Georgia as seen from Portugal is completely different from conventional ideas, if we believe what André Lima Machado says. To him physical distance, the main obstacle, has led to very little direct contact between the two nations at the westernmost and easternmost points of Europe, but through Erasmus+ programmes circumstances changed drastically: “[I often found myself] in situations where I witnessed people that knew next to zero about Georgia. Suddenly the curtain was lifted, and they discovered this amazing country and its people, getting more in touch with local realities and understanding common aspects that unite us. I have seen a Latin dancer wanting passionately to learn Georgian dancing. I have seen people wanting to return to Georgia countless times. I have seen people planning on getting together once again after the projects end.”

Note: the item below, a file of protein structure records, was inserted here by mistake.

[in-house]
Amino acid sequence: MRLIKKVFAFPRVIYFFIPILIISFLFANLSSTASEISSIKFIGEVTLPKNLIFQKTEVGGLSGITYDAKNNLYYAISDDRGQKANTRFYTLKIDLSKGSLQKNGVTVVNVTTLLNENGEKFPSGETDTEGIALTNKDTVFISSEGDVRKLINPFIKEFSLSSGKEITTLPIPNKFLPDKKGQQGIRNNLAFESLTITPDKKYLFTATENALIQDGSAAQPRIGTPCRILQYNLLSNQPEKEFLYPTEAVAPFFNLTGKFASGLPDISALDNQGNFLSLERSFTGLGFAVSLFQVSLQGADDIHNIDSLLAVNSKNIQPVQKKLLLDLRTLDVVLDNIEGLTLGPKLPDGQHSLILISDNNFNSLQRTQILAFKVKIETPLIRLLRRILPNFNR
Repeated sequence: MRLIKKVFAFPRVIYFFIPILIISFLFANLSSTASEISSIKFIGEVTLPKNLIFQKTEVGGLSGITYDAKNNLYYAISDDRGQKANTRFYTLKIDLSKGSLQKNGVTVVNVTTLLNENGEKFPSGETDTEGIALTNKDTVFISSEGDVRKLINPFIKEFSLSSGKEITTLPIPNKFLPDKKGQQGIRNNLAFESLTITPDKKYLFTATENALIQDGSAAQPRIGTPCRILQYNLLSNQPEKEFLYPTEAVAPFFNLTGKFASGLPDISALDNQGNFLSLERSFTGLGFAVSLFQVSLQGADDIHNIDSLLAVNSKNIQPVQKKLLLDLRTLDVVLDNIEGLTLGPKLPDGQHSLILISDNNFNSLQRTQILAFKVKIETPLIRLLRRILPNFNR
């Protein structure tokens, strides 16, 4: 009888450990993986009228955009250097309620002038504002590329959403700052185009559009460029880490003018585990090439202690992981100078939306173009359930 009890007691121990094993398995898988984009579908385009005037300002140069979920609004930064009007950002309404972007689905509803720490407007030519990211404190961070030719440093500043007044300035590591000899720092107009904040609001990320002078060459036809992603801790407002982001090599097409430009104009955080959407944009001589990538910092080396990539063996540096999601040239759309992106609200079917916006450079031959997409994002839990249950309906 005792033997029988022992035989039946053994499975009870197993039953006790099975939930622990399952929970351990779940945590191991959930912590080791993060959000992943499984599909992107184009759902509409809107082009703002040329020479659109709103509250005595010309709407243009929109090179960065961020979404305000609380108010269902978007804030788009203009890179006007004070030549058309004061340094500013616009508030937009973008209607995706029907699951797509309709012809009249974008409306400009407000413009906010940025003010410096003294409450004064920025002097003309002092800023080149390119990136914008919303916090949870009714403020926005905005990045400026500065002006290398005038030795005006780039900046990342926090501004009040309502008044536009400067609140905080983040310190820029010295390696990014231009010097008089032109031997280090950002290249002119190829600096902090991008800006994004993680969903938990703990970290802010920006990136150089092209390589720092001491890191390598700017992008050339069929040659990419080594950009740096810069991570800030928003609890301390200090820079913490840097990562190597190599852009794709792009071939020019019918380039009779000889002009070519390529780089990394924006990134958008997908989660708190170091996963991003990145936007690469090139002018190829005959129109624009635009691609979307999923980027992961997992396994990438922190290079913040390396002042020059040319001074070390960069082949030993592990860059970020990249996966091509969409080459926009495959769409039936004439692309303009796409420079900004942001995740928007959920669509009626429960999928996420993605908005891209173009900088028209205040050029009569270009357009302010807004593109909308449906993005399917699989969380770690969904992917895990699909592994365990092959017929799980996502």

Conversations on several topics promote mutual understanding and cooperation where young people have the opportunity “to engage in meaningful discussions and share their personal experiences and views on topics, find common ground and solutions for problems that we face during communication, for instance”, as Mariam says. André highlights that there are two things that young people need: correct circumstances and reason. Erasmus+ brings circumstance, by creating conditions in which young people from the EU and Georgia can be face-to-face, side-by-side; and reason, through which activities direct people into interacting with each other. Out of this, dialogue evolves, like a tree, growing branches, leaves and flowers, creating something beautiful.”